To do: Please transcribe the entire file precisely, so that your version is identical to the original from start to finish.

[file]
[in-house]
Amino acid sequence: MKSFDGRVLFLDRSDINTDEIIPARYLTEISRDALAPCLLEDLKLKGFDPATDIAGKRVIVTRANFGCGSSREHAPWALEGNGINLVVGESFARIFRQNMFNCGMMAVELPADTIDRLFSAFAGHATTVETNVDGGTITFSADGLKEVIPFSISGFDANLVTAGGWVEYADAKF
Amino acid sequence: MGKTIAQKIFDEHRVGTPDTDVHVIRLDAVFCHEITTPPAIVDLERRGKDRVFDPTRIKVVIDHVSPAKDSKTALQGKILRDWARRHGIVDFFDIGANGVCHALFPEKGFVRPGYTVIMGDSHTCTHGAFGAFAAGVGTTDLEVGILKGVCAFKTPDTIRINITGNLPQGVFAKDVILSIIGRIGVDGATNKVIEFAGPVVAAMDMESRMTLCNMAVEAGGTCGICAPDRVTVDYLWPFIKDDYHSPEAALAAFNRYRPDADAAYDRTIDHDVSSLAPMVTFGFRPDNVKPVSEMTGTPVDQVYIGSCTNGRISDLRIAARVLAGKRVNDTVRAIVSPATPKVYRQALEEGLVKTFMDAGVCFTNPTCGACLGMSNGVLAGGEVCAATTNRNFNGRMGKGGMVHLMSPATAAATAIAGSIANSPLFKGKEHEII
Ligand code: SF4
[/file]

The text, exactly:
[in-house]
Amino acid sequence: MKSFDGRVLFLDRSDINTDEIIPARYLTEISRDALAPCLLEDLKLKGFDPATDIAGKRVIVTRANFGCGSSREHAPWALEGNGINLVVGESFARIFRQNMFNCGMMAVELPADTIDRLFSAFAGHATTVETNVDGGTITFSADGLKEVIPFSISGFDANLVTAGGWVEYADAKF
Amino acid sequence: MGKTIAQKIFDEHRVGTPDTDVHVIRLDAVFCHEITTPPAIVDLERRGKDRVFDPTRIKVVIDHVSPAKDSKTALQGKILRDWARRHGIVDFFDIGANGVCHALFPEKGFVRPGYTVIMGDSHTCTHGAFGAFAAGVGTTDLEVGILKGVCAFKTPDTIRINITGNLPQGVFAKDVILSIIGRIGVDGATNKVIEFAGPVVAAMDMESRMTLCNMAVEAGGTCGICAPDRVTVDYLWPFIKDDYHSPEAALAAFNRYRPDADAAYDRTIDHDVSSLAPMVTFGFRPDNVKPVSEMTGTPVDQVYIGSCTNGRISDLRIAARVLAGKRVNDTVRAIVSPATPKVYRQALEEGLVKTFMDAGVCFTNPTCGACLGMSNGVLAGGEVCAATTNRNFNGRMGKGGMVHLMSPATAAATAIAGSIANSPLFKGKEHEII
Ligand code: SF4